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Environmental Factor, December 2015

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Summit addresses safe drinking water from private wells

By Sara Mishamandani

Heather Henry

Henry spoke about the federal perspective on improving drinking water. (Photo courtesy of Steve McCaw)

Linda Birnbaum and David Price

Rep. David Price, right, who represents the North Carolina 4th Congressional District, provided a congressional perspective on issues related to private drinking wells in North Carolina. He is shown speaking with Birnbaum during a break. (Photo courtesy of Steve McCaw)

NIEHS staff and grantees joined the Research Triangle Environmental Health Collaborative (EHC) Oct. 26-27 for its 2015 Environmental Health Summit, Safe Water from Every Tap, which examined the quality of drinking water from private wells in North Carolina. EHC is a regional nonprofit focused on strengthening global environmental health.

According to EHC, approximately 25 percent of North Carolina residents rely on private wells for their water, which are not regulated by the Safe Drinking Water Act, leaving some residents without access to clean drinking water.

The summit, held in Research Triangle Park, North Carolina, brought together scientists, community members, and public health professionals, with representatives from industry, local health departments, and local, state, and federal agencies to develop recommendations for improving access to safe drinking water from private wells.

Showcasing SRP water research innovation

During a plenary talk, Heather Henry, Ph.D., health scientist administrator with the NIEHS Superfund Research Program (SRP), highlighted SRP-funded research, nationwide, related to detecting and measuring contaminants in water, and treating it to meet safe drinking water standards.

Henry discussed research by SRP grantees, many of whom attended the meeting. For example , a study by Rebecca Fry, Ph.D. , University of North Carolina (UNC) SRP center director, linked exposure to high concentrations of manganese in North Carolina well water, during pregnancy, to birth defects. Later in the day, Fry gave a presentation to a community education working group, which was organized by NIEHS grantees Kathleen Gray and Neasha Graves of UNC.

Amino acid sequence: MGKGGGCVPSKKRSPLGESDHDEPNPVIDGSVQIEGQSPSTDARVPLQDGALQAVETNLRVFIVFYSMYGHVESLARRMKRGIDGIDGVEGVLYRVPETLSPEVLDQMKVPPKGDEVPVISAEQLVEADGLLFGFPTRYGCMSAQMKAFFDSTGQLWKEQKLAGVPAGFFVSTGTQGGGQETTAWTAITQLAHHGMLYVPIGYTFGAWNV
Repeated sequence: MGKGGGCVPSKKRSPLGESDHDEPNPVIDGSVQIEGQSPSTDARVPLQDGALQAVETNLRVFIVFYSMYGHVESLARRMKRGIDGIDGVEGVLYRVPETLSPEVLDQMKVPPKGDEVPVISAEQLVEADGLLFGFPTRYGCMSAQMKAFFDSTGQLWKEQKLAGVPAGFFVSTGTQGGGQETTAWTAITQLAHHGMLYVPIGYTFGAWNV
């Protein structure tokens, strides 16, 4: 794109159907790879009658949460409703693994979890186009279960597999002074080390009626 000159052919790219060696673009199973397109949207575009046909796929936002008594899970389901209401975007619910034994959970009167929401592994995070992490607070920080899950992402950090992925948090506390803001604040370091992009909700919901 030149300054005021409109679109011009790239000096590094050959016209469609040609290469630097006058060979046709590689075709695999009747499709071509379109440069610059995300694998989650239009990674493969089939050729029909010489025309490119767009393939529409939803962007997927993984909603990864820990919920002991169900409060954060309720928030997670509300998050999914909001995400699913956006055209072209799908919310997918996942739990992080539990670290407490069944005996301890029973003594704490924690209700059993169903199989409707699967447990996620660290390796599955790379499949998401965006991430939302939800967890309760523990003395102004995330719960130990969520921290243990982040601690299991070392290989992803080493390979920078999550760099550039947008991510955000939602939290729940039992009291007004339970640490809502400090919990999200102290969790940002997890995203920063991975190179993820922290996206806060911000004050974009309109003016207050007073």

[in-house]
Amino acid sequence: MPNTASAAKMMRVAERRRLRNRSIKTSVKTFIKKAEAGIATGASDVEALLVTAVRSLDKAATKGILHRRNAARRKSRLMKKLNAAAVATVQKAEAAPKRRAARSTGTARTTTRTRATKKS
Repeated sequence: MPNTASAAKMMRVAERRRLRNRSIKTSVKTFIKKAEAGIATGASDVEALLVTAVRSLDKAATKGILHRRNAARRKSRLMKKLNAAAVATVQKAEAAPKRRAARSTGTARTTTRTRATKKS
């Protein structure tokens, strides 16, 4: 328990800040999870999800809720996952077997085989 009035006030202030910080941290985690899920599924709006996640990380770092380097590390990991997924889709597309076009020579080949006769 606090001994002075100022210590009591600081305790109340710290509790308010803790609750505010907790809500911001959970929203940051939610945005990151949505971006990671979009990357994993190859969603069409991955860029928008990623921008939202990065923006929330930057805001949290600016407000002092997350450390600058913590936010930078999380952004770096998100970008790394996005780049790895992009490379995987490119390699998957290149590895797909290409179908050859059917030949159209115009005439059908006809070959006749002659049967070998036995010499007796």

SRP is also funding research on technologies to detect and clean up contaminants in water. For example, Henry said that Duke University SRP center researchers are developing membranes, using nanomaterials, to treat water contaminated with chemicals, such as brominated flame retardants. Henry pointed out that a former Duke SRP center trainee who worked on the project, Alexis Carpenter, Ph.D., was present at the summit.

Moving forward to improve water quality

After the plenary presentations, participants broke into four working groups to focus on community education, governance and policy, pollution prevention, and user-friendly technologies. Each working group raised concerns and discussed potential solutions for problems related to private well contamination in North Carolina. EHC will lead development of recommendations and solutions from the four working groups.

During a community impacts panel, Mark Borsuk, Ph.D., discussed the work of the Dartmouth SRP center to test well water in New Hampshire for arsenic, and inform well owners of their risks and ways to reduce arsenic exposure. Reaching out to well owners that have a higher probability of contamination, and engaging communities to encourage them to have their wells tested, were important topics discussed at the meeting. In North Carolina, citizens can contact their county health department to request testing.

“This is a beautiful example of how state, federal, and other organizations get together to fill the well of knowledge regarding safe drinking water,” said NIEHS and National Toxicology Program Director Linda Birnbaum, Ph.D., during her talk. She described the long history of NIEHS in North Carolina, and its mission of advancing science to improve public health.

Birnbaum also discussed NIEHS research on water contaminants, and emerging areas of study, such as climate change and hydraulic fracturing, and the need for chemical testing and development of tools to better understand how contaminants affect health.

(Sara Mishamandani is a research and communication specialist for MDB Inc., a contractor for the NIEHS Division of Extramural Research and Training.)

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